Companies can still store the data without use and must respond to a processed request within a month.
Right to Data Portability
People can acquire and employ their personal data for reasons of their choosing. It allows for the safe and secure transference of personal data online. However, it only applies to data that an individual has already provided to a controller.
Right to Object
Individuals can prohibit their personal data from being used against their wishes for marketing purposes. The right to object is absolute and must be considered and processed. However, other objections are not clear-cut; requests can be denied under some circumstances.
In these other circumstances, the controller must prove a compelling justification for using and processing personal data. Only then can they conceivably continue to do so.
Right in Relation to Automated Decision Making and Profiling
Automated profiling and decision-making (those not involving humans) are covered under the GDPR in Bristol. An individual has the right to this information if a controlling entity holds it. If the information gathered from automated profiling significantly affects the individual, the GDPR grants that individual additional protections under article 22.
The controlling entity must prove that its processing comes under GDPR Article 22. If it does, the entity must inform the individual of the processing, and they must take steps to ensure it’s easier for the individual to challenge the decision made through automation.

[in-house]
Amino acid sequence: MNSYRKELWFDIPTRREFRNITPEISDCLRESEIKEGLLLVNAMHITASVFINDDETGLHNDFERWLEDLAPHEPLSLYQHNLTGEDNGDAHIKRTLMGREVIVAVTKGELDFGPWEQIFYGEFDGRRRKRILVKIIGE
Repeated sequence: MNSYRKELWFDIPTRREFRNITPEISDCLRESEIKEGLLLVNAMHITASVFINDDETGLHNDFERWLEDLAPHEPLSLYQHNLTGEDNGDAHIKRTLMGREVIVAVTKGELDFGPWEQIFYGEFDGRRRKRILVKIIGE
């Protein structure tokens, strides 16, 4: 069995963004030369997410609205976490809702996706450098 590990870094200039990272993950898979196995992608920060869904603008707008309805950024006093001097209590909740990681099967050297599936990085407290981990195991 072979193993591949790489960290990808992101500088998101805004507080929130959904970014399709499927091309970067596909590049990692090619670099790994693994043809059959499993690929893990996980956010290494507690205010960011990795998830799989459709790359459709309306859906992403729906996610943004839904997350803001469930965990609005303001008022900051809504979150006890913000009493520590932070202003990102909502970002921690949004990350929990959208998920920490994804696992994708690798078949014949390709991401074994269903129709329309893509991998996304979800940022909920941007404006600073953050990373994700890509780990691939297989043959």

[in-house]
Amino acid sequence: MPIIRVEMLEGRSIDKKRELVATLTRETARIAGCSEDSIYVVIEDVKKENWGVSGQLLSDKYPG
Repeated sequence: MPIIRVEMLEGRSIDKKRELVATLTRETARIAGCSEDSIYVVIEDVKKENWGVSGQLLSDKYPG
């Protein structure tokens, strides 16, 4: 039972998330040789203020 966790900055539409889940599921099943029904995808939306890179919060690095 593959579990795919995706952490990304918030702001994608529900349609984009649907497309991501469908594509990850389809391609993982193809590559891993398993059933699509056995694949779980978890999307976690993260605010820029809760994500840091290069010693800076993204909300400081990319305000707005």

Data Subject Access Request (DSAR)
A data subject access request (DSAR) is a submitted request made by an individual to exercise one or more of the rights outlined above. Under the GDPR in Bristol, data controllers must uphold certain rights of the individual.
Paraphrasing, the GDPR states that “an individual has the right of access to personal data, and to easily exercise that right while aware of the lawfulness of the processing.”
How To Handle a DSAR
First, you’ll want to determine how your company is to receive DSARs. The process doesn’t have to be overly complicated. The decision should factor in how much data your organisation collects, what your business entails, and how often you expect to receive DSARs.
Ultimately, you will want to ensure compliance with data subject rights. It is crucial to this step to understand what data you collect, where it is stored, and what purpose it serves.
An automated data classification and discovery system would make an excellent investment. It would ease the processing and simplify identifying the subject and the subject’s data.
What To Do When a DSAR is Received
As your legal obligation to respond to a DSAR, procedures must be in place to address them. This includes providing an individual with knowledge on the processing and copying of their personal data. Full transparency is required; the individual must know how you acquired the information and its expected use.
According to the GDPR, a data controller must provide eight pieces of information to the data subject:
- The personal data involved
- What is the purpose of processing the data
- Who will receive it
- How long it’s intended to be stored
- What steps are needed to request an erasure, restriction of processing, objection of processing, and data rectification
- The right to lodge a complaint
- How you collected the data
- Whether data collection was via human or automated decision-making
Refusing a DSAR
You can’t outright refuse a data subject access request. If you have solid grounds for why you should deny an individual’s request, you can refuse to comply with a DSAR. However, you must clarify your reasoning and follow up within 30-days.